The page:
Breathe easy: Sleep apnea and transportation safety

By Mary Ebeling

Obstructive sleep apnea is a respiratory disorder that causes breathing to stop and start repeatedly during sleep, sometimes as many as 400 times a night. The condition results in increased daytime drowsiness and reduced reaction time among sufferers, and this has drawn the attention of the transportation safety community. Drowsiness is of particular concern among sectors responsible for freight movement on the nation’s highways and rails. In a step towards establishing rules specific to obstructive sleep apnea (OSA) the Federal Motor Carrier Safety Administration (FMCSA) and the Federal Rail Administration (FRA) have issued an Advance Notice of Proposed Rulemaking (ANPRM) to address the challenge of finding a balance between government’s interest in protecting public safety on highways and the industry’s workforce concerns about the ability of truckers to earn a living.

The ANPRM solicits public comments and relevant data on the prevalence of this disorder in the population of commercial truck and rail operators. The rulemaking will also consider input on the costs and benefits that truck drivers could experience with the proposed rule. Results from a new study released in March 2016 concludes the rate of preventable crashes caused by commercial truck drivers is five times higher for drivers with moderate to severe OSA than for drivers without the disorder. This leads the authors to conclude that “untreated obstructive sleep apnea is a pervasive threat to transportation safety.” Currently, safety regulators will provide medical clearance for drivers suffering from moderate to severe OSA only if they are being successfully treated for the problem, and this data supports that practice.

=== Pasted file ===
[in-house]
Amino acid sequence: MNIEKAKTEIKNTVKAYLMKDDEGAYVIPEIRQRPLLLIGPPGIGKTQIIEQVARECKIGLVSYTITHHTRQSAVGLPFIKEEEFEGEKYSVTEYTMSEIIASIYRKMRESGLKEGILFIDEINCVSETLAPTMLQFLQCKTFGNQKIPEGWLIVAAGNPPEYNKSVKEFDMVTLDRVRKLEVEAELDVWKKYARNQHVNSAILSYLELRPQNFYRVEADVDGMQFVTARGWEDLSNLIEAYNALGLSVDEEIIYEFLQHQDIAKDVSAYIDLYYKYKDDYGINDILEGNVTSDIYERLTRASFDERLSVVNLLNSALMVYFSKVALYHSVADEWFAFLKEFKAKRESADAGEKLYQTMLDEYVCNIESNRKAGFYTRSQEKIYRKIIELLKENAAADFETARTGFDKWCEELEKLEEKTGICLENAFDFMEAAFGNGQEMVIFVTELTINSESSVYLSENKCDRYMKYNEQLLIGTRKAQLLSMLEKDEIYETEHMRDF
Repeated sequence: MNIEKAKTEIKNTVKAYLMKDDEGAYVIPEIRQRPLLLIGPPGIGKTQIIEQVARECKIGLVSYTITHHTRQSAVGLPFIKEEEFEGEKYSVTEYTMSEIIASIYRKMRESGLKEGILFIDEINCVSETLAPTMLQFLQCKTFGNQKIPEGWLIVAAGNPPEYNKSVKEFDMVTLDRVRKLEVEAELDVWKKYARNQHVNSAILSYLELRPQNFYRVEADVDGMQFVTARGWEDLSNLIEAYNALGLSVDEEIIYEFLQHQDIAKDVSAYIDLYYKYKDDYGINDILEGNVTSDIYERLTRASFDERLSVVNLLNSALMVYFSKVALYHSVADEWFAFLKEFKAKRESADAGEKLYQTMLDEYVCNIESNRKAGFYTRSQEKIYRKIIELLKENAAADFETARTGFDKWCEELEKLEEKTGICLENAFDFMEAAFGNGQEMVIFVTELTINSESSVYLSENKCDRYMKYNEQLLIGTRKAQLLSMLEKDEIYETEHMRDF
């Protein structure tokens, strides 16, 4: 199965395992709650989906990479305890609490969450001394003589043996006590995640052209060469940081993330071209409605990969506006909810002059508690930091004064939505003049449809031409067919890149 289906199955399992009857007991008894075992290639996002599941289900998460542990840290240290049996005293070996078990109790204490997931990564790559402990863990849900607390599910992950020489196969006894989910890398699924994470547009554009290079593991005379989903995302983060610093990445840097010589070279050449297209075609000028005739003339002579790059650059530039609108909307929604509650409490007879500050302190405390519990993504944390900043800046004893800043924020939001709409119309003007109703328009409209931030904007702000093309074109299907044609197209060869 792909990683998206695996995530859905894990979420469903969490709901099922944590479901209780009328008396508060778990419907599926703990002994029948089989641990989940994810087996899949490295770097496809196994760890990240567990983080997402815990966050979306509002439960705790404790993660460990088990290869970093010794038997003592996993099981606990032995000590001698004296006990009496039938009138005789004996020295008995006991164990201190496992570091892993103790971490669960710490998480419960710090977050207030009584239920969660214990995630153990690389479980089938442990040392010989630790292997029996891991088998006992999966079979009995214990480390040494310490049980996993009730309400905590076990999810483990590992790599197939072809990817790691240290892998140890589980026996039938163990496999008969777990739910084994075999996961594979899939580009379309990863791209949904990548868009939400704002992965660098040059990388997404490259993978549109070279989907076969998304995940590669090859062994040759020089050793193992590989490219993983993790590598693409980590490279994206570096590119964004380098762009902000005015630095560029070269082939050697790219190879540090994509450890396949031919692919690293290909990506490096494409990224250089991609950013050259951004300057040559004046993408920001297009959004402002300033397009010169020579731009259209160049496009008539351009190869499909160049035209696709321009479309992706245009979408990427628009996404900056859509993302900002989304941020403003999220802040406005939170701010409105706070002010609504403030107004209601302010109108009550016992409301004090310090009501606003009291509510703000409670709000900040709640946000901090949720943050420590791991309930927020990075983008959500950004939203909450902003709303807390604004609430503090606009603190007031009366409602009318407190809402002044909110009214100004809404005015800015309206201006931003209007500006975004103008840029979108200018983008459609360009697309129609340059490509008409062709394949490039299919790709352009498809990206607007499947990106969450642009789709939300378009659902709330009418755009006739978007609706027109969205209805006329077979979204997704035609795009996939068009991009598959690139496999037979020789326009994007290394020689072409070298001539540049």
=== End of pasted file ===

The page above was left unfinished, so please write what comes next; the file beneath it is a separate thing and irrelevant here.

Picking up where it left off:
Another recent report released in May 2016 by the American Transportation Research Institute (ATRI), contains data from a survey of 800 truck drivers, 261 of whom completed a sleep study and received a diagnosis of moderate to severe OSA. The report provides information about the costs and benefits for drivers, as well as an industry perspective on the prevalence and treatment of OSA. The study suggests these additional factors be considered for the rule: develop measures linking OSA screening and treatments with safety outcomes; document how these rules will impact the population of drivers with OSA; and consider ways to decrease the cost burden on drivers required to undergo a sleep study, since the costs for these studies are substantial and vary depending on insurance coverage. The study found the cost of a sleep study to diagnose a driver with OSA to average over $1,000 in out-of-pocket costs. With an average median truck driver weekly income at $805 in 2015, this is a significant expense.

Public comments on the ANPRM can be submitted until July 8th. Information on submitting comments can be found here: https://www.gpo.gov/fdsys/pkg/FR-2016-03-10/pdf/2016-05396.pdf.

Mary Ebeling is a Transportation Policy Analyst at SSTI.